n English in Africa - Imagining Unmediated Early Swahili Narratives in Abdulrazak Gurnah's Paradise
|Article Title||Imagining Unmediated Early Swahili Narratives in Abdulrazak Gurnah's Paradise|
|© Publisher:||Institute for the Study of English in Africa (ISEA)|
|Journal||English in Africa|
|Publication Date||Sep 2015|
|Pages||89 - 108|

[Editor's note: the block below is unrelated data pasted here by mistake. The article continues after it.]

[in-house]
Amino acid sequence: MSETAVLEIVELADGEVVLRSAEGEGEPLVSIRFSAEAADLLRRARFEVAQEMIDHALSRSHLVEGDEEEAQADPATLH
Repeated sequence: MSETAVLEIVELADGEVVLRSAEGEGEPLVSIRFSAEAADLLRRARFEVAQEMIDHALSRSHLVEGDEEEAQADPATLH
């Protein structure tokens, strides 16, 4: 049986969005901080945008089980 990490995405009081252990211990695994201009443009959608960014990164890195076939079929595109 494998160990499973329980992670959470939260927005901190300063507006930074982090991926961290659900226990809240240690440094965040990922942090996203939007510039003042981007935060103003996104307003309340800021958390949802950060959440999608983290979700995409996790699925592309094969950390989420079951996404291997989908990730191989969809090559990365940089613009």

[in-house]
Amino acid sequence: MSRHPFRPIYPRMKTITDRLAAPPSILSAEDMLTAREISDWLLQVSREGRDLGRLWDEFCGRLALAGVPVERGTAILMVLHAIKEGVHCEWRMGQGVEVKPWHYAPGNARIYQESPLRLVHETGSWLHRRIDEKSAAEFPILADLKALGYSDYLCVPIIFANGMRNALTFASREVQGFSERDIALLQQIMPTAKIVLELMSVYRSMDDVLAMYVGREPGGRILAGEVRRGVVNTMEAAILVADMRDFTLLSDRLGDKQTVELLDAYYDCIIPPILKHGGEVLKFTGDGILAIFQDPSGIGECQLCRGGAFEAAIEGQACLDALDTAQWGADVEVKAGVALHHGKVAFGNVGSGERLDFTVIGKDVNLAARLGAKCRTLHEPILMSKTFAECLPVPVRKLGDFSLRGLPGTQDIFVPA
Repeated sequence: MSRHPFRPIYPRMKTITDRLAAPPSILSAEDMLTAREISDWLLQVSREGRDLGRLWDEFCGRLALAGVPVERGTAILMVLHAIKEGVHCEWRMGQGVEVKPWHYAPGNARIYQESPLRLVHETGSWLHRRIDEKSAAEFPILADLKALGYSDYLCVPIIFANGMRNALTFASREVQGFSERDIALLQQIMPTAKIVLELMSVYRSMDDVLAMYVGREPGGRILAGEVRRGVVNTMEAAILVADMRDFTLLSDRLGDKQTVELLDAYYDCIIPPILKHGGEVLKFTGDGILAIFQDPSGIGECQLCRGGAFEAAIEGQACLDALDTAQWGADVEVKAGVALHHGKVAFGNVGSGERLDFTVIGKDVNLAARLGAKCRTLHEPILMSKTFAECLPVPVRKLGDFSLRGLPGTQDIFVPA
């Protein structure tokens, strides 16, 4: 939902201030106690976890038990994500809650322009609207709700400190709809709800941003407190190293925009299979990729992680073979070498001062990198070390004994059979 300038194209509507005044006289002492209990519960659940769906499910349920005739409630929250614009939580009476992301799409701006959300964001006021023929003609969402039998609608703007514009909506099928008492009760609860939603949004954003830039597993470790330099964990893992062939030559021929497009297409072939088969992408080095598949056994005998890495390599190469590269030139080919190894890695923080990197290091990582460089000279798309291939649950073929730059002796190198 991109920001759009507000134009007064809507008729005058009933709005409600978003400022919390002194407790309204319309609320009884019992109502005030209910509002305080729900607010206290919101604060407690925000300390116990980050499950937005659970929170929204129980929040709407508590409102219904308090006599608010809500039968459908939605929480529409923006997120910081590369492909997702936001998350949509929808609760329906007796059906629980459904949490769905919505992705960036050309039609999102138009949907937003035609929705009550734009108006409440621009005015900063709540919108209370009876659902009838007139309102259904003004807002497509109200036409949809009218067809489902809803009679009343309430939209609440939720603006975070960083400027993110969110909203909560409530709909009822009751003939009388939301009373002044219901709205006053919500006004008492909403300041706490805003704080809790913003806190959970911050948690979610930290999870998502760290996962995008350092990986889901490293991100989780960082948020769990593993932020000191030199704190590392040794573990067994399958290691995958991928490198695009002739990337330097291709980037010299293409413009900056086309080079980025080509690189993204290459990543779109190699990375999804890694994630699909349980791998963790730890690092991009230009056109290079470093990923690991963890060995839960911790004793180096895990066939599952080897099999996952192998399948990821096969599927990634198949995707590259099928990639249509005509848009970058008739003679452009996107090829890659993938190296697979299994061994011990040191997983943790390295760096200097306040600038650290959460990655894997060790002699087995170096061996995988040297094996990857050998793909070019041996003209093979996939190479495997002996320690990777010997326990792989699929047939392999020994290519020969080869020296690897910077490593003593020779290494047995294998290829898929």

Abdulrazak Gurnah's Paradise has been read by many critics as a "writing back" to Conrad's Heart of Darkness and other European literary journeys set in Africa. However, the embedded presence of the previously unacknowledged early Swahili prose texts Safari Yangu na Bara Afrika (My Journey Up-Country in Africa) and Yangu ya Urusi na ya Siberia (My Journey to Russia and Siberia) shifts the nexus of Paradise's literary genealogy. This article argues that Paradise at once creates for itself a localized self-referential African literary genealogy, not dependent on European canonical texts, and challenges genealogies of African literature that exclude these early Swahili tales. Gurnah's strategy in the novel imbues Swahili storytellers with interiority and agency denied by the European mediators who transcribed their stories. Rather than naively imagine unmediated access to late nineteenth-century Swahili storytellers, Gurnah embraces his fraught project as an English language mediator with postcolonial predispositions.
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